Securities and Exchange Commission chairman Christopher Cox said the regulator will probably wrap up many of its stock-option backdating cases during the next few weeks, according to Reuters.
“We are working on procedures to move many of the cases very quickly,” he told the wire service. Reuters added that Cox — in an interview following a news conference on cooperation between U.S. and European securities regulators — did not indicate whether the cases would be resolved through settlements, lawsuits, or some combination.
“A handful of issues were novel, but upon their resolution” the process will accelerate, Cox also told the wire service.
The commission is reportedly looking into the options practices at about 130 companies; many are also under investigation by the Department of Justice and the Internal Revenue Service.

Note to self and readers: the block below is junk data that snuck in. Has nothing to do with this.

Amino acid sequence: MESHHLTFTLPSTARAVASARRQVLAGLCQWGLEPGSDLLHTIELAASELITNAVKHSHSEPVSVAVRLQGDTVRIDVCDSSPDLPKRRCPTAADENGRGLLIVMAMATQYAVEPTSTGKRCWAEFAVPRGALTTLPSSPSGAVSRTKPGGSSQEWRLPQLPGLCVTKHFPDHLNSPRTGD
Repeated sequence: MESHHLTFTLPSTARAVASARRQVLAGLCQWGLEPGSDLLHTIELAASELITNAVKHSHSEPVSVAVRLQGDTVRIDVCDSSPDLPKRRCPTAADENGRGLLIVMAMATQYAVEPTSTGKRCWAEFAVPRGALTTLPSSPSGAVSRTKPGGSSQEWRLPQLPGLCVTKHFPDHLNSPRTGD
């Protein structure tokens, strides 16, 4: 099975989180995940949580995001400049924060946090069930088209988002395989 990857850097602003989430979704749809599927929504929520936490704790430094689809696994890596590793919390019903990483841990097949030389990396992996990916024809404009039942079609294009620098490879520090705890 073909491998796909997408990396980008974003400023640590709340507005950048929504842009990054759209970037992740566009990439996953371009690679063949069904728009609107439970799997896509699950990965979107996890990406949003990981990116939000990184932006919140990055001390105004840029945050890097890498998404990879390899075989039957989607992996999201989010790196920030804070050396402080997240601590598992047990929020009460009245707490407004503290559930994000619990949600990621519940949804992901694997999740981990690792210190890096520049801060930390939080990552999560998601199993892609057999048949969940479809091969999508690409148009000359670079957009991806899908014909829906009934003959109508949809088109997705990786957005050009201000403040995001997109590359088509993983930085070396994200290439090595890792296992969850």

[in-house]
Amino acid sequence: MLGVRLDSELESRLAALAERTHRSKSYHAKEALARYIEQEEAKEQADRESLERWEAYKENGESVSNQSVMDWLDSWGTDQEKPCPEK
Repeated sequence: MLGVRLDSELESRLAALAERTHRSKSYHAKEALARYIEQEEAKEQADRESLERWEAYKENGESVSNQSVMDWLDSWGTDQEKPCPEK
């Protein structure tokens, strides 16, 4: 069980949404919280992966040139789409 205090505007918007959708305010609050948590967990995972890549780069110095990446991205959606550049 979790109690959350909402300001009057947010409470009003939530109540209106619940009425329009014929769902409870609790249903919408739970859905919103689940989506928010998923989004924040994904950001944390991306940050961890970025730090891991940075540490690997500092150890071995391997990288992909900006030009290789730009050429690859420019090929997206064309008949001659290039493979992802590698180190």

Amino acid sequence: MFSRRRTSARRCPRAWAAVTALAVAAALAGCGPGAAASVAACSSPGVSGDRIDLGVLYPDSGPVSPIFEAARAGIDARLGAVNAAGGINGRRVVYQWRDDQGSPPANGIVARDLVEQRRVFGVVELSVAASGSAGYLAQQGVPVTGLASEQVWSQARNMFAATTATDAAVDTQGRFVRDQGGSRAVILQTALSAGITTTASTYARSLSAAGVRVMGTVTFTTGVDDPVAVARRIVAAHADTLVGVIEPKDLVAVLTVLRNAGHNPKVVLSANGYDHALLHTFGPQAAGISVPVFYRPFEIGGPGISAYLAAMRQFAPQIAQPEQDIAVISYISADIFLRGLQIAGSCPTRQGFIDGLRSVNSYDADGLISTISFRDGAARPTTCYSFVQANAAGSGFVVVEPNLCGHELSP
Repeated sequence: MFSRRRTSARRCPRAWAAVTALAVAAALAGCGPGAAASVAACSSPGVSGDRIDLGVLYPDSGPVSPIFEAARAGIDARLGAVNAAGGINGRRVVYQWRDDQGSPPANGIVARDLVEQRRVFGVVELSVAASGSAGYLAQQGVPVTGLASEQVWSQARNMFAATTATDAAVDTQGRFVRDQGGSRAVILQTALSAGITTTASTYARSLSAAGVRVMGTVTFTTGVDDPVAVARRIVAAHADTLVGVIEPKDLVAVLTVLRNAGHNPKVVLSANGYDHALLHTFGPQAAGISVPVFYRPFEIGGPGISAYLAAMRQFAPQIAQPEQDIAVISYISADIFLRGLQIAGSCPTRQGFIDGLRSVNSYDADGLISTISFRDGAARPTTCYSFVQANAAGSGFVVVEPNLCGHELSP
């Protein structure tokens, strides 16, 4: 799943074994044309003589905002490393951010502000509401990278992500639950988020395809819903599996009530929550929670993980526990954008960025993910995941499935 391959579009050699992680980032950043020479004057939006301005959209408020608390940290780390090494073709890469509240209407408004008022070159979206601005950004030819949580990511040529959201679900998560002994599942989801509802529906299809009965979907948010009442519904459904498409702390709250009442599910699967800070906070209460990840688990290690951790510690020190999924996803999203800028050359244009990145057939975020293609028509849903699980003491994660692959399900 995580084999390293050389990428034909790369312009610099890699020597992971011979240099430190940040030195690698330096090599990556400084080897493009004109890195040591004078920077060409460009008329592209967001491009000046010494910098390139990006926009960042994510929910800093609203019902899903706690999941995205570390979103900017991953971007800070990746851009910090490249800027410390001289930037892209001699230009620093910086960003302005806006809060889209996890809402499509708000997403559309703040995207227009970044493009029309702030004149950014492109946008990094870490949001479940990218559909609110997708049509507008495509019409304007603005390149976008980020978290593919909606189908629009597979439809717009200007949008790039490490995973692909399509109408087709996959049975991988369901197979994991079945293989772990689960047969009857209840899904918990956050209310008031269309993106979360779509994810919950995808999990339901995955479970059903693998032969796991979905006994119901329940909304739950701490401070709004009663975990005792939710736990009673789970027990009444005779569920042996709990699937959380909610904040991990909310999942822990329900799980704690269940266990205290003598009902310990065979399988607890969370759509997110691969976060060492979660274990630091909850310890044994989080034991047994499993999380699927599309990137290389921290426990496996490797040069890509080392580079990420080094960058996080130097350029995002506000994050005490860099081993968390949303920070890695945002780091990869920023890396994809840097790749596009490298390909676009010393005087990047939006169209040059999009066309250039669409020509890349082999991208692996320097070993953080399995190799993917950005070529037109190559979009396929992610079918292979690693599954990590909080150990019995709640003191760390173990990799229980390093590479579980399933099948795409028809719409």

On Tuesday, for example, former Apple chief financial officer Fred Anderson agreed to pay more than $3.6 million to settle SEC charges stemming from his role in the company’s options backdating scandal. The commission also filed charges against former general counsel Nancy Heinen, alleging that she participated in fraudulent backdating and caused the company to underreport expenses by nearly $40 million.
A day later, a statement by Anderson raised questions about Apple’s claim that chief executive officer Steve Jobs did not ”appreciate the accounting implications” of options backdating.
“Our intention is to resolve the issue of backdating in general as permanently as possible,” Cox told Reuters. “We’d like to put it behind us. Undoubtedly there will be hard-core violators that will persist, but we have every reason to believe that what went on in such broad fashion in the late 1990s need not occur ever again.”